The four-person studio practises techniques that have been used for centuries in Mexico, resulting in functional yet sculptural pieces made without the use of any machinery.
"We are devoted to the preservation and advancement of Mexico’s rich artisan heritage," said the studio. "The collection reflects how religious and cultural syncretism shaped the expression of Mexican craft heritage."
Tables and stools – titled Altar – are made with flat-topped blocks, influenced by the construction of traditional designs used in religious rituals and ceremonies, such as sacrifices or offerings to a deity.
"We are exploring the expressions and characteristics of the iconic religious objects, which were used around ceremonial sacred utensils of devotion," said the studio.
For the Rito set, vessels and other vases are made from stone carved using a mallet, a chisel and a square. Raw materials such as black and white marble, volcanic stone, and black volcanic glass – known as obsidian – are used in the construction.
Other small chairs, tables and stools are crafted from sand-casted bronze in the studio's foundry. The technique has been used since ancient times in Mexico, which Ewe Studio has sought to preserve, and reinterpret.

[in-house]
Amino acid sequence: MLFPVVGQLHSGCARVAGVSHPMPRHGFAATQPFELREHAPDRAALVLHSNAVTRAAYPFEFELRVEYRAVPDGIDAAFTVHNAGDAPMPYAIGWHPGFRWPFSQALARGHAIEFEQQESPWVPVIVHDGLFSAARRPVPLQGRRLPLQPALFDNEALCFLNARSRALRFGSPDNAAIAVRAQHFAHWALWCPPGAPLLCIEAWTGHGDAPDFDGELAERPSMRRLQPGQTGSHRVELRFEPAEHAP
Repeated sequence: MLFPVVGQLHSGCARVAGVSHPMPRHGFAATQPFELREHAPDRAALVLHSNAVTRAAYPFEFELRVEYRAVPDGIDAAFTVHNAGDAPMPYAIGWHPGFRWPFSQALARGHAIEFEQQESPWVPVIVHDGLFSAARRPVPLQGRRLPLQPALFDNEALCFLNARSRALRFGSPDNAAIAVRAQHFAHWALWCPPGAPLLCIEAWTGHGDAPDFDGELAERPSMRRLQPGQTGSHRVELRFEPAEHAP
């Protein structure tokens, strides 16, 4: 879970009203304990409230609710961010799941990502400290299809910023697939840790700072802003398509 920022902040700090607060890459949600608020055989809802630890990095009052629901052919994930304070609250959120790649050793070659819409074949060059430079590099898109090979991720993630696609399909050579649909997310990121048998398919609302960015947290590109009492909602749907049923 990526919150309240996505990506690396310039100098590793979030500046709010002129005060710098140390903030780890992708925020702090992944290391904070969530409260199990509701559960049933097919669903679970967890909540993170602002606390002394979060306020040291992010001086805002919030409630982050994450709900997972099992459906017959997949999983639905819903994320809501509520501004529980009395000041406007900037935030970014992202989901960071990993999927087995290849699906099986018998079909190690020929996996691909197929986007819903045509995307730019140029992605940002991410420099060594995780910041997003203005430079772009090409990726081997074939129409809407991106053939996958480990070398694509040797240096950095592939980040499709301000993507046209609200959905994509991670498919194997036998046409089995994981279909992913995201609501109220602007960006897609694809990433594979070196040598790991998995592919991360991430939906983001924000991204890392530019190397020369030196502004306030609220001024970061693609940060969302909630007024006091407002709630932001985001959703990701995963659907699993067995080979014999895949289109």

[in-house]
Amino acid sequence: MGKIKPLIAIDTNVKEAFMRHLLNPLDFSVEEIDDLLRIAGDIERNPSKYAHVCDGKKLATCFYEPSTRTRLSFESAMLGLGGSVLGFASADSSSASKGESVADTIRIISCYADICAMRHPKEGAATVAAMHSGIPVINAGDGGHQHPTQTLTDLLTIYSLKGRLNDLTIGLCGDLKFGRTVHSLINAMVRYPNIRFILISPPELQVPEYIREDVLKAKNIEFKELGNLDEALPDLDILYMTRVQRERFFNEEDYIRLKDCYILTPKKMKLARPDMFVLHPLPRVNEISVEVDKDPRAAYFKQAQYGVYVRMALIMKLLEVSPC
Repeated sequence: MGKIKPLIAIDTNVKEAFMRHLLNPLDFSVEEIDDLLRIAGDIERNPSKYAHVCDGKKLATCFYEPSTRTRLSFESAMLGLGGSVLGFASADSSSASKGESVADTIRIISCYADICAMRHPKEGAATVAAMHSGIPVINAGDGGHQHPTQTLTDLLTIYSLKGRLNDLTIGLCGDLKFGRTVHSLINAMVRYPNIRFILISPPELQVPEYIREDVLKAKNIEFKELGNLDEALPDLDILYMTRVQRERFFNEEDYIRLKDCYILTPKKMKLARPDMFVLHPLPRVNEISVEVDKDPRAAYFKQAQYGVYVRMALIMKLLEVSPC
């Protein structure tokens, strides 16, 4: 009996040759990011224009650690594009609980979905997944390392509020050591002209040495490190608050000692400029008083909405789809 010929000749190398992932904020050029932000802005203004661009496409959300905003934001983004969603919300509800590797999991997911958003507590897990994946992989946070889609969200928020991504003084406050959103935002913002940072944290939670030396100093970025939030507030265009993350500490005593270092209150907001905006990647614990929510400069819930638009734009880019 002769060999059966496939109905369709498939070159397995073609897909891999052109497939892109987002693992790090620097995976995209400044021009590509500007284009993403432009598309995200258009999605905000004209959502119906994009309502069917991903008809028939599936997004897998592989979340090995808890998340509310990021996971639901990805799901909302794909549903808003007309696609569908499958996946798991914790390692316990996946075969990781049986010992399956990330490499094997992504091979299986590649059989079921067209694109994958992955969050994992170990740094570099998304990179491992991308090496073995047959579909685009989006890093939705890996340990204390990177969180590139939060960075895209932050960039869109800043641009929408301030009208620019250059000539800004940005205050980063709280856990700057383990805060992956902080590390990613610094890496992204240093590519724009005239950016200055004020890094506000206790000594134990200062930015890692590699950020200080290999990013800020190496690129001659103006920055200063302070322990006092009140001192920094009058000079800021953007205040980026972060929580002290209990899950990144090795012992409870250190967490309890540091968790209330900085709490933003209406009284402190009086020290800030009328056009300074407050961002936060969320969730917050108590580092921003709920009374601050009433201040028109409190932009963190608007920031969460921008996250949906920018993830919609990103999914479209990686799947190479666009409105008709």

"This process is extremely precise," said the studio. "A wax replica of the original object is created which can be repeated infinitely many times. A sand mold is created from the piece of wax and the casting process concludes when the incandescent metal is poured into the wax mold and it occupies its physical space."
The metal alloy material provides an incredibly sturdy and durable construction, coupled with the ability to be finely textured with etchings all over.
The pieces in the collection are part of a greater movement in Central and South America, where designers are taking cues from the region's traditional craft and raw materials to create contemporary pieces.
Other examples include a set of homeware inspired by coffee-drinking customs in Colombia and Mexico by José Bermúdez, Vrokka and Fango Studio, as well an all-black mortar and pestle using shapes taken from an ancient relic by David Del Valle.
EWE Studio was founded by Mexico designer Hector Esrawe, Spanish industrial designer Manuel Bañó Granell, and creative director and curator Age Salajõe from Estonia. The design studio partners with a handful of artists, particularly foundry specialist Carlos Bautista and stonemason Juan Fraga, to hand-craft their pieces.